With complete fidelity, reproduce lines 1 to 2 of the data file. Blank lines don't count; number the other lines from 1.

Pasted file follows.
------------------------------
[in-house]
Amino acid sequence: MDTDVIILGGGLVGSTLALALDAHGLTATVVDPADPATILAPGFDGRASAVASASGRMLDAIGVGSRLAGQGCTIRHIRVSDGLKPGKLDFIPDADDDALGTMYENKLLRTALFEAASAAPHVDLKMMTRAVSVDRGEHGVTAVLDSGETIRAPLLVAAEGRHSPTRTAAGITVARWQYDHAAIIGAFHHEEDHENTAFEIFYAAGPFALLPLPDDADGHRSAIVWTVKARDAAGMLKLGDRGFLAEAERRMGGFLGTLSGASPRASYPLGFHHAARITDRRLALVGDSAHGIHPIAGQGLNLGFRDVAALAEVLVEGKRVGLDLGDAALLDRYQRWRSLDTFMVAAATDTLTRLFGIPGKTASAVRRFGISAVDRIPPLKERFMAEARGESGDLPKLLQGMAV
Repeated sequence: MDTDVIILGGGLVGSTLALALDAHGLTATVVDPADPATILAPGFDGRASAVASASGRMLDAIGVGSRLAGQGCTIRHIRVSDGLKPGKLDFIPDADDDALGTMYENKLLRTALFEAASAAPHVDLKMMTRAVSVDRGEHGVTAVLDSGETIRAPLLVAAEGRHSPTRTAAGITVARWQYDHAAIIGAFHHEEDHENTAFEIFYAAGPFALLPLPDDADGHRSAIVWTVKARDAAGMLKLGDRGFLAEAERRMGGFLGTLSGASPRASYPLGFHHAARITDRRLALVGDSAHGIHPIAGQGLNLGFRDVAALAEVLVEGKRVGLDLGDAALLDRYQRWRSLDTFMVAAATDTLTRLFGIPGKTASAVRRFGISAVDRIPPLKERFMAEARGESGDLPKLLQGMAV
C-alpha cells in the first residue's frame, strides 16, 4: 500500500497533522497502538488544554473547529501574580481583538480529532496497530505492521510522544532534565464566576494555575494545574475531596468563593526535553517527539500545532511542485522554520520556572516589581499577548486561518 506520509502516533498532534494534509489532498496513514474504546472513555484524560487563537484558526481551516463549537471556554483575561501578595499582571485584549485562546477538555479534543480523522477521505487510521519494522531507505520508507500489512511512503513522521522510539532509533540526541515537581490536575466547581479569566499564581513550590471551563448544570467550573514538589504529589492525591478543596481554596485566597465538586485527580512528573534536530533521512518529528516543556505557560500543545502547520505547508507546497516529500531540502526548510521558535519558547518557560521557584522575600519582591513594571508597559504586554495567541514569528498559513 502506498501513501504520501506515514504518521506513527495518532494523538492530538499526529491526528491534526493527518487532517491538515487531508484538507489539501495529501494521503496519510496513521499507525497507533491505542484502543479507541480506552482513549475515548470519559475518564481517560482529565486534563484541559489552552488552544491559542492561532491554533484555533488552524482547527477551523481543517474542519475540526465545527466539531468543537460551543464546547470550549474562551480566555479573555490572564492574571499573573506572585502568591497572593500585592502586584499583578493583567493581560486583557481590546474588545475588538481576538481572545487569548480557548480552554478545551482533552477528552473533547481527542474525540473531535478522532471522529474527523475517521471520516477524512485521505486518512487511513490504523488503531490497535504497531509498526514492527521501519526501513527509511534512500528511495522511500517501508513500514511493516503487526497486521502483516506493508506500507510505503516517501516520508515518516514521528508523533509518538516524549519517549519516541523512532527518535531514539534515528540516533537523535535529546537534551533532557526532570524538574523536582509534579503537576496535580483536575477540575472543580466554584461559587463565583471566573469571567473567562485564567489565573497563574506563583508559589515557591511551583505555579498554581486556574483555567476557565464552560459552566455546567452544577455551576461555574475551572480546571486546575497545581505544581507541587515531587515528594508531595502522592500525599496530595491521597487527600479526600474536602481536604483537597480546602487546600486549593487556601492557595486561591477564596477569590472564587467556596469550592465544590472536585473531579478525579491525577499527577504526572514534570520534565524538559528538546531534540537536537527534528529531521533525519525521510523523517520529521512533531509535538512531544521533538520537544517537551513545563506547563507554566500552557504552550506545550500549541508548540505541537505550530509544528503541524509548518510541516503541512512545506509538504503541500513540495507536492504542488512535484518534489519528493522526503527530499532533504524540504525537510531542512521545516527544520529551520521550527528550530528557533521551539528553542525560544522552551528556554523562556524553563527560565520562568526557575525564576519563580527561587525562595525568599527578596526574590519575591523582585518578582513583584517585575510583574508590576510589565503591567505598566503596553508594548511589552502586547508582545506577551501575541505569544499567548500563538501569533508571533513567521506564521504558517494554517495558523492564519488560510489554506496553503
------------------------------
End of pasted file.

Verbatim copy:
[in-house]
Amino acid sequence: MDTDVIILGGGLVGSTLALALDAHGLTATVVDPADPATILAPGFDGRASAVASASGRMLDAIGVGSRLAGQGCTIRHIRVSDGLKPGKLDFIPDADDDALGTMYENKLLRTALFEAASAAPHVDLKMMTRAVSVDRGEHGVTAVLDSGETIRAPLLVAAEGRHSPTRTAAGITVARWQYDHAAIIGAFHHEEDHENTAFEIFYAAGPFALLPLPDDADGHRSAIVWTVKARDAAGMLKLGDRGFLAEAERRMGGFLGTLSGASPRASYPLGFHHAARITDRRLALVGDSAHGIHPIAGQGLNLGFRDVAALAEVLVEGKRVGLDLGDAALLDRYQRWRSLDTFMVAAATDTLTRLFGIPGKTASAVRRFGISAVDRIPPLKERFMAEARGESGDLPKLLQGMAV